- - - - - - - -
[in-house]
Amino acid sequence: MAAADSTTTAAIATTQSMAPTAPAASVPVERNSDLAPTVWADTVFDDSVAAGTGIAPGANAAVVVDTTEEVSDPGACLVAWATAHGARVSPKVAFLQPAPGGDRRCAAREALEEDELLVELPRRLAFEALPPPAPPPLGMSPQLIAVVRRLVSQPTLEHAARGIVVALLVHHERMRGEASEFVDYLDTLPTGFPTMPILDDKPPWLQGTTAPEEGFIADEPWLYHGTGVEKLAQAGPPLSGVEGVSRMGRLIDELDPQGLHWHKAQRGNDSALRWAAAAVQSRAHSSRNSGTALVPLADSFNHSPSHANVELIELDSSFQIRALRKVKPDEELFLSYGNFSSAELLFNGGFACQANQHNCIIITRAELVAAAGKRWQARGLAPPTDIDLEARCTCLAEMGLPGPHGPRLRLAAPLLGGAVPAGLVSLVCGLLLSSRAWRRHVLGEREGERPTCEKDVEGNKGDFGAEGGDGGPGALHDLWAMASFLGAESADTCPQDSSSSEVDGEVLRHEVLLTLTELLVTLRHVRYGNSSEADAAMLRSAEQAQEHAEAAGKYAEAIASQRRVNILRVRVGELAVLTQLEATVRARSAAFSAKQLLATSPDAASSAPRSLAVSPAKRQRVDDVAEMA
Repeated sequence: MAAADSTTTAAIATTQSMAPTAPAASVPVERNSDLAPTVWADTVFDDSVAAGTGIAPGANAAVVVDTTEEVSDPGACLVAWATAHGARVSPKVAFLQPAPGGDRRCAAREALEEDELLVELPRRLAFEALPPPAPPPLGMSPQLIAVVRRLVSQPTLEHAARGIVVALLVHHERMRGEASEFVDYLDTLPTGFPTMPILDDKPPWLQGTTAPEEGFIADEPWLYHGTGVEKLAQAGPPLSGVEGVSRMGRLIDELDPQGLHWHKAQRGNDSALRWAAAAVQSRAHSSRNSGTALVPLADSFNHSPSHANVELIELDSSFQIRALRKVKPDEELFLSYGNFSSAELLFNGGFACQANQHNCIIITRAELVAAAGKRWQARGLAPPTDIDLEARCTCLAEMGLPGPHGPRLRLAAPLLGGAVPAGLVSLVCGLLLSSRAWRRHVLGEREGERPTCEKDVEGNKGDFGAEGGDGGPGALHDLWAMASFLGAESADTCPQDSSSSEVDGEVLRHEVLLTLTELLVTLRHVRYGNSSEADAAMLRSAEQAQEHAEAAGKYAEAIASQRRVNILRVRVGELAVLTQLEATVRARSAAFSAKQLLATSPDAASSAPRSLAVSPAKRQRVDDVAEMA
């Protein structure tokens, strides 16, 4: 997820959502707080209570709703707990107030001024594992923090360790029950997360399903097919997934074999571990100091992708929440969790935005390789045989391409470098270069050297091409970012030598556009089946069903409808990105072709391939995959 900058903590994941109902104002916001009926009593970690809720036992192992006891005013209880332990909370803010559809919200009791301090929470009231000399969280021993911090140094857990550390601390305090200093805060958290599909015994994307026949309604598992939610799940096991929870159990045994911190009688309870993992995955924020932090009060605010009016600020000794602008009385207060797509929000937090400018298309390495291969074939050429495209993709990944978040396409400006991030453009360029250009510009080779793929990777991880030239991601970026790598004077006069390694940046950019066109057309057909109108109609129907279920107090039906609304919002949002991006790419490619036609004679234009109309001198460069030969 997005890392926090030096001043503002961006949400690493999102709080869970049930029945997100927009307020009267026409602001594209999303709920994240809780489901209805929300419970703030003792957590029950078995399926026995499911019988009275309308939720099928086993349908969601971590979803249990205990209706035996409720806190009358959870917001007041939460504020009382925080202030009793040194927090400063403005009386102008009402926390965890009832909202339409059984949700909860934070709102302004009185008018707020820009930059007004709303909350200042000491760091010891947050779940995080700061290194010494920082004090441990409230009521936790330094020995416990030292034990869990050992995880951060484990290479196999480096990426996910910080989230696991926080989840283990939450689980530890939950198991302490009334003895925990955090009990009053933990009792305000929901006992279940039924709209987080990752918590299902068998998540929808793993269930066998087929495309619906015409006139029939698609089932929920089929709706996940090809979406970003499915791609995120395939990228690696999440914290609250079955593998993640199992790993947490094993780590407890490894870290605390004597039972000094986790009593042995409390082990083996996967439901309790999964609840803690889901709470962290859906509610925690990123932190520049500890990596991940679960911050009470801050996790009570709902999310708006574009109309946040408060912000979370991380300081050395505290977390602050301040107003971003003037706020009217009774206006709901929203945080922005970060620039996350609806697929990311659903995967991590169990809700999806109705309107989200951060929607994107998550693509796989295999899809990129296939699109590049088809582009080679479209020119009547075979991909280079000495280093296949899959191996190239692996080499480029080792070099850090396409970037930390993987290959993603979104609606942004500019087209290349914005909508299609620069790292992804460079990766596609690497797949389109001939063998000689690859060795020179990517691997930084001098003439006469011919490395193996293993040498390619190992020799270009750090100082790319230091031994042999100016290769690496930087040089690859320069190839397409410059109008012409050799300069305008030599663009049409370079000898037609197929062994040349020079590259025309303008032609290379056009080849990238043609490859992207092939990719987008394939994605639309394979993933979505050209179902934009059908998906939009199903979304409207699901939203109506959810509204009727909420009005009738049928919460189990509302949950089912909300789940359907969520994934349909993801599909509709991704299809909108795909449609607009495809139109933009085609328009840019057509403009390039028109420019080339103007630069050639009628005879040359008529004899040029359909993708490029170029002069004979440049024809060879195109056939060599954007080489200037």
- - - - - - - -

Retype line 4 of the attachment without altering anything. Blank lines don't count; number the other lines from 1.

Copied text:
């Protein structure tokens, strides 16, 4: 997820959502707080209570709703707990107030001024594992923090360790029950997360399903097919997934074999571990100091992708929440969790935005390789045989391409470098270069050297091409970012030598556009089946069903409808990105072709391939995959 900058903590994941109902104002916001009926009593970690809720036992192992006891005013209880332990909370803010559809919200009791301090929470009231000399969280021993911090140094857990550390601390305090200093805060958290599909015994994307026949309604598992939610799940096991929870159990045994911190009688309870993992995955924020932090009060605010009016600020000794602008009385207060797509929000937090400018298309390495291969074939050429495209993709990944978040396409400006991030453009360029250009510009080779793929990777991880030239991601970026790598004077006069390694940046950019066109057309057909109108109609129907279920107090039906609304919002949002991006790419490619036609004679234009109309001198460069030969 997005890392926090030096001043503002961006949400690493999102709080869970049930029945997100927009307020009267026409602001594209999303709920994240809780489901209805929300419970703030003792957590029950078995399926026995499911019988009275309308939720099928086993349908969601971590979803249990205990209706035996409720806190009358959870917001007041939460504020009382925080202030009793040194927090400063403005009386102008009402926390965890009832909202339409059984949700909860934070709102302004009185008018707020820009930059007004709303909350200042000491760091010891947050779940995080700061290194010494920082004090441990409230009521936790330094020995416990030292034990869990050992995880951060484990290479196999480096990426996910910080989230696991926080989840283990939450689980530890939950198991302490009334003895925990955090009990009053933990009792305000929901006992279940039924709209987080990752918590299902068998998540929808793993269930066998087929495309619906015409006139029939698609089932929920089929709706996940090809979406970003499915791609995120395939990228690696999440914290609250079955593998993640199992790993947490094993780590407890490894870290605390004597039972000094986790009593042995409390082990083996996967439901309790999964609840803690889901709470962290859906509610925690990123932190520049500890990596991940679960911050009470801050996790009570709902999310708006574009109309946040408060912000979370991380300081050395505290977390602050301040107003971003003037706020009217009774206006709901929203945080922005970060620039996350609806697929990311659903995967991590169990809700999806109705309107989200951060929607994107998550693509796989295999899809990129296939699109590049088809582009080679479209020119009547075979991909280079000495280093296949899959191996190239692996080499480029080792070099850090396409970037930390993987290959993603979104609606942004500019087209290349914005909508299609620069790292992804460079990766596609690497797949389109001939063998000689690859060795020179990517691997930084001098003439006469011919490395193996293993040498390619190992020799270009750090100082790319230091031994042999100016290769690496930087040089690859320069190839397409410059109008012409050799300069305008030599663009049409370079000898037609197929062994040349020079590259025309303008032609290379056009080849990238043609490859992207092939990719987008394939994605639309394979993933979505050209179902934009059908998906939009199903979304409207699901939203109506959810509204009727909420009005009738049928919460189990509302949950089912909300789940359907969520994934349909993801599909509709991704299809909108795909449609607009495809139109933009085609328009840019057509403009390039028109420019080339103007630069050639009628005879040359008529004899040029359909993708490029170029002069004979440049024809060879195109056939060599954007080489200037």